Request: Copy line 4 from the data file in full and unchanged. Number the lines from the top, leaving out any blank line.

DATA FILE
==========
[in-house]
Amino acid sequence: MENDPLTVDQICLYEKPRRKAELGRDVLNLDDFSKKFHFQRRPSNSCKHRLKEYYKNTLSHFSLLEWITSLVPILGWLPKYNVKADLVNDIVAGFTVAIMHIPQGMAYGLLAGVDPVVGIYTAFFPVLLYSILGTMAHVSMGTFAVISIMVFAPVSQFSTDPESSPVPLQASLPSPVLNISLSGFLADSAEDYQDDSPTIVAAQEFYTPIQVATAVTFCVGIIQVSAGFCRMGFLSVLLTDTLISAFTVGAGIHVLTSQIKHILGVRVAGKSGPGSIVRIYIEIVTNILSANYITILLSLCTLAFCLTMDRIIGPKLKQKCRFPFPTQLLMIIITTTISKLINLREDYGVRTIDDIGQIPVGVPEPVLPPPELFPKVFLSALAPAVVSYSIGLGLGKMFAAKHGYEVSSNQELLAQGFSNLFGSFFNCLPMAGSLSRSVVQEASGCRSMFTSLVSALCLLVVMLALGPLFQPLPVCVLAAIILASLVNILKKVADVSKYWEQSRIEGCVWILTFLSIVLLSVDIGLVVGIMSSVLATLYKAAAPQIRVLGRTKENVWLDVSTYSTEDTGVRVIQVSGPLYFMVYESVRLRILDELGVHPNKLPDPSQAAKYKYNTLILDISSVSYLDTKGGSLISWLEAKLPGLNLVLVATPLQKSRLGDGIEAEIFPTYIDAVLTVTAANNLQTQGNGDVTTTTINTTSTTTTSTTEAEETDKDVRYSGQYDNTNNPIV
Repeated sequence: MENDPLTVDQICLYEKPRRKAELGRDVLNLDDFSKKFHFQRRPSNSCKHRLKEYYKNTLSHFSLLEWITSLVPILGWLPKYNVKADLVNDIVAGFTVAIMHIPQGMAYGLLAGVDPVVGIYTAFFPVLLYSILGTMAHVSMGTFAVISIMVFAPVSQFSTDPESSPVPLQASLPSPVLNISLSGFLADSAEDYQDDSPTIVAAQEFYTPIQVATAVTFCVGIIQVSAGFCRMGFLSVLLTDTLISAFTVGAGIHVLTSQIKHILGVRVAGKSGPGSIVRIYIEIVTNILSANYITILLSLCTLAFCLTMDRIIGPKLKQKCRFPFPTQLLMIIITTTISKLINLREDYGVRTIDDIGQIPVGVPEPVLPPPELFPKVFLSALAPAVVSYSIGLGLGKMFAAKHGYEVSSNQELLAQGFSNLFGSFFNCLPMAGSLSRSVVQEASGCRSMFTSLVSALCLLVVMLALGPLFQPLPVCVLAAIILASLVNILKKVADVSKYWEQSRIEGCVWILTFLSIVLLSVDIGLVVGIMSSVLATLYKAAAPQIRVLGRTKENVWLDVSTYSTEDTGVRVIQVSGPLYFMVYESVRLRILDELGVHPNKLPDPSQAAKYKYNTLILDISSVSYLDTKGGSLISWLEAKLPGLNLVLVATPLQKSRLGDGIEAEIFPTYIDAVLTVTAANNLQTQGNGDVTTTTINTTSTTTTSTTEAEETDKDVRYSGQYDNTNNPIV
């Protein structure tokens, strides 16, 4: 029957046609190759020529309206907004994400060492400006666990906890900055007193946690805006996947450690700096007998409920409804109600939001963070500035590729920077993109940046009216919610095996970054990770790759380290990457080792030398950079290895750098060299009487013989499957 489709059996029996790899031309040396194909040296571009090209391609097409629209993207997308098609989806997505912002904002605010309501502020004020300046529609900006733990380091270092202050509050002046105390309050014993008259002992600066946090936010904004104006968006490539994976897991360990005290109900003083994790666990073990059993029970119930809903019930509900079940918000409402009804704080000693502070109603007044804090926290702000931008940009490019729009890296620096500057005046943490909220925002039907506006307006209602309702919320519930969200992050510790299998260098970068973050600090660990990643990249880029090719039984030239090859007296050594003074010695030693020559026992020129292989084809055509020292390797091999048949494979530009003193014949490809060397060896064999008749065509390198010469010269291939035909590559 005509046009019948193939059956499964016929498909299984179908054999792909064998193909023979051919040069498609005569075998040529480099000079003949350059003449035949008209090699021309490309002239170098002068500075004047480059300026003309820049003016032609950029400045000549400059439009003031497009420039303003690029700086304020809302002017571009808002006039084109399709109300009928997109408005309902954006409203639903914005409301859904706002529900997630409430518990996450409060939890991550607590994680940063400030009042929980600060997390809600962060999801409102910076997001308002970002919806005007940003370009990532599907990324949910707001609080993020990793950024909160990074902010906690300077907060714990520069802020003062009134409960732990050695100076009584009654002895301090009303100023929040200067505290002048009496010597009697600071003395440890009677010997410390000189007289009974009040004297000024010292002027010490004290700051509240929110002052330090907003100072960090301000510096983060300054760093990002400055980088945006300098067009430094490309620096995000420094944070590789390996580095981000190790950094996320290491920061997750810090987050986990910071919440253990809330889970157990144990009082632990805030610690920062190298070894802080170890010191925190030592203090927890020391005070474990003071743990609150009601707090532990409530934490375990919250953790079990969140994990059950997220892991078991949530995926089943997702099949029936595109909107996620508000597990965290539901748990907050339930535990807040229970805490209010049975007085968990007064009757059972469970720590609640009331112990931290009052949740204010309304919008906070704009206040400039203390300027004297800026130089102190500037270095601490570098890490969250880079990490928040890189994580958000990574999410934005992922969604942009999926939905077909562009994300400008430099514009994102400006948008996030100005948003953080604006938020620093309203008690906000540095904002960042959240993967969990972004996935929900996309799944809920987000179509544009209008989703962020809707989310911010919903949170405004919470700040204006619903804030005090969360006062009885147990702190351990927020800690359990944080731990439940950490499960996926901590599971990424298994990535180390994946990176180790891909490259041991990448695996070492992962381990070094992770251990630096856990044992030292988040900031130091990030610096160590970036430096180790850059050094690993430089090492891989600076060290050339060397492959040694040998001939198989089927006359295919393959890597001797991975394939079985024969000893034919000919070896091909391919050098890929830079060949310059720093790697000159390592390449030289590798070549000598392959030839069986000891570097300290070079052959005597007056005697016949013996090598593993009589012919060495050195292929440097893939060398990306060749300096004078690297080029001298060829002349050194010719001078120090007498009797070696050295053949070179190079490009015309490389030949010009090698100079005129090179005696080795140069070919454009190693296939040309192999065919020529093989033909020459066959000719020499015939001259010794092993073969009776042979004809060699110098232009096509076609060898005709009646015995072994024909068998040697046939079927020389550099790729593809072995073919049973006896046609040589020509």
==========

């Protein structure tokens, strides 16, 4: 029957046609190759020529309206907004994400060492400006666990906890900055007193946690805006996947450690700096007998409920409804109600939001963070500035590729920077993109940046009216919610095996970054990770790759380290990457080792030398950079290895750098060299009487013989499957 489709059996029996790899031309040396194909040296571009090209391609097409629209993207997308098609989806997505912002904002605010309501502020004020300046529609900006733990380091270092202050509050002046105390309050014993008259002992600066946090936010904004104006968006490539994976897991360990005290109900003083994790666990073990059993029970119930809903019930509900079940918000409402009804704080000693502070109603007044804090926290702000931008940009490019729009890296620096500057005046943490909220925002039907506006307006209602309702919320519930969200992050510790299998260098970068973050600090660990990643990249880029090719039984030239090859007296050594003074010695030693020559026992020129292989084809055509020292390797091999048949494979530009003193014949490809060397060896064999008749065509390198010469010269291939035909590559 005509046009019948193939059956499964016929498909299984179908054999792909064998193909023979051919040069498609005569075998040529480099000079003949350059003449035949008209090699021309490309002239170098002068500075004047480059300026003309820049003016032609950029400045000549400059439009003031497009420039303003690029700086304020809302002017571009808002006039084109399709109300009928997109408005309902954006409203639903914005409301859904706002529900997630409430518990996450409060939890991550607590994680940063400030009042929980600060997390809600962060999801409102910076997001308002970002919806005007940003370009990532599907990324949910707001609080993020990793950024909160990074902010906690300077907060714990520069802020003062009134409960732990050695100076009584009654002895301090009303100023929040200067505290002048009496010597009697600071003395440890009677010997410390000189007289009974009040004297000024010292002027010490004290700051509240929110002052330090907003100072960090301000510096983060300054760093990002400055980088945006300098067009430094490309620096995000420094944070590789390996580095981000190790950094996320290491920061997750810090987050986990910071919440253990809330889970157990144990009082632990805030610690920062190298070894802080170890010191925190030592203090927890020391005070474990003071743990609150009601707090532990409530934490375990919250953790079990969140994990059950997220892991078991949530995926089943997702099949029936595109909107996620508000597990965290539901748990907050339930535990807040229970805490209010049975007085968990007064009757059972469970720590609640009331112990931290009052949740204010309304919008906070704009206040400039203390300027004297800026130089102190500037270095601490570098890490969250880079990490928040890189994580958000990574999410934005992922969604942009999926939905077909562009994300400008430099514009994102400006948008996030100005948003953080604006938020620093309203008690906000540095904002960042959240993967969990972004996935929900996309799944809920987000179509544009209008989703962020809707989310911010919903949170405004919470700040204006619903804030005090969360006062009885147990702190351990927020800690359990944080731990439940950490499960996926901590599971990424298994990535180390994946990176180790891909490259041991990448695996070492992962381990070094992770251990630096856990044992030292988040900031130091990030610096160590970036430096180790850059050094690993430089090492891989600076060290050339060397492959040694040998001939198989089927006359295919393959890597001797991975394939079985024969000893034919000919070896091909391919050098890929830079060949310059720093790697000159390592390449030289590798070549000598392959030839069986000891570097300290070079052959005597007056005697016949013996090598593993009589012919060495050195292929440097893939060398990306060749300096004078690297080029001298060829002349050194010719001078120090007498009797070696050295053949070179190079490009015309490389030949010009090698100079005129090179005696080795140069070919454009190693296939040309192999065919020529093989033909020459066959000719020499015939001259010794092993073969009776042979004809060699110098232009096509076609060898005709009646015995072994024909068998040697046939079927020389550099790729593809072995073919049973006896046609040589020509």